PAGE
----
The cost of e-scooter claims to ACC has reached $1.46 million since Lime launched in NZ.
The total is split between 1964 claims between October 14 last year and April 28 this year.
Most of those are soft tissue injuries (950) or lacerations (567), but 310 have been for fractures or dislocations, 43 for dental injuries and 37 have fallen under the "concussion/brain injury" category. The balance fall under "other."
The totals include claims for personal e-scooters.
The accident insurer last updated the Herald for the period October 14, 2018 to March 7, 2019, when 742 claims totalling $739,184 had been lodged.
For total claims to date, most (1712) have been to loss of balance or personal control.
Some 38 have been due to collisions.
Knee (268) and hand/wrist injuries (234) are the most common. Some 156 have claimed for head injuries and 167 for facial injuries.
The number of e-scooter claims peaked in late January and early February (see table below) - the period when Lime scooters were hit by a braking bug that sent some riders flying over the handlebars and saw Limes temporarily pulled from Auckland and Dunedin streets as their councils sort reassurances that the braking issue had been resolved.
Some 155 incidents related to the braking issue were reported to Auckland Council, with 30 causing injury - including a broken jaw for Liam Thompson.
Speaking recently to the Herald, Lime's global head of operations and strategy, Wayne Ting said, "We didn't meet the bar that we would set for ourselves on safety."
But Ting added that the incident had sparked a top-to-bottom review of Lime's operation.
He detailed a series of new safety measures, including once-a-week checks of every scooter in Lime's NZ fleet, regardless of whether any issues have been registered.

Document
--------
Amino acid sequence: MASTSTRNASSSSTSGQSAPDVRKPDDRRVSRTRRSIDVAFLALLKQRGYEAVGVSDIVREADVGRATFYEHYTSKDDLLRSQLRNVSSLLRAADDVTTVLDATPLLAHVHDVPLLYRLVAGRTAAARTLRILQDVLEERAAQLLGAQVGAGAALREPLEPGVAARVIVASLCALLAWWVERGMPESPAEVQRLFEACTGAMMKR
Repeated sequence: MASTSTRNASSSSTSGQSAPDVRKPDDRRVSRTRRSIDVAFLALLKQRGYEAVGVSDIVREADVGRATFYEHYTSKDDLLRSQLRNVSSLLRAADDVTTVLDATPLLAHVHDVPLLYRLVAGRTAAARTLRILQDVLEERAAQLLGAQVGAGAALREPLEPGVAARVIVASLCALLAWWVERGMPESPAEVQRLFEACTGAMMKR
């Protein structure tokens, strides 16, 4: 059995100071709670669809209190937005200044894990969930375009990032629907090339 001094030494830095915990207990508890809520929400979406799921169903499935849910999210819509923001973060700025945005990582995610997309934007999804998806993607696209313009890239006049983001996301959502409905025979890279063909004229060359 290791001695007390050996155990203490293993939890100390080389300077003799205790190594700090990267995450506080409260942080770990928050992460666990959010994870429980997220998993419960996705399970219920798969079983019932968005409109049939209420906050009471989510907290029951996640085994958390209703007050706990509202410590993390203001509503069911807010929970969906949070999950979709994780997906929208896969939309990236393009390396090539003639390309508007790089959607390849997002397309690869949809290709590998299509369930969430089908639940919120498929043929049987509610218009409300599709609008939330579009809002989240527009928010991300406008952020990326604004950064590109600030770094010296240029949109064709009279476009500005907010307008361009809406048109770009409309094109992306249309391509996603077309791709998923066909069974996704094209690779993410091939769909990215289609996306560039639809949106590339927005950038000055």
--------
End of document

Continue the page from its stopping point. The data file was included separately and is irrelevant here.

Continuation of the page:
The company has also established a dedicated safety team and is giving away 250,000 helmets
More broadly, Ting stressed that the braking issue had only affected 0.0095 per cent of riders as Aucklanders alone clocked more than one million rides.
Ting said any accident stats had to be seen in context.
"One of the unfortunate challenges is that any sort of transportation hardware has inherent risks," Ting said.
However, scooters had fewer accidents than other forms of transportations. While there would always be accidents, more scooters on NZ streets would mean fewer crashes overall.
Lime has supported a call from Auckland Councillor and planning committee chairman Chris Darby for a per-ride levy, with funds going to improve cycleways and other infrastructure for getting scooters off footpaths (currently, it is technically illegal to ride an e-scooter in a cycleway, but Transport Minister Phil Twyford has indicated he will support a law change).
Lime chief executive Toby Sun also told the Herald he is open to a portion of the levy going toward ACC.
Lime's Auckland trial was recently extended by seven months until October 31.
Horse-trading over permanent licence conditions is not expected to wrap up until closer to that date.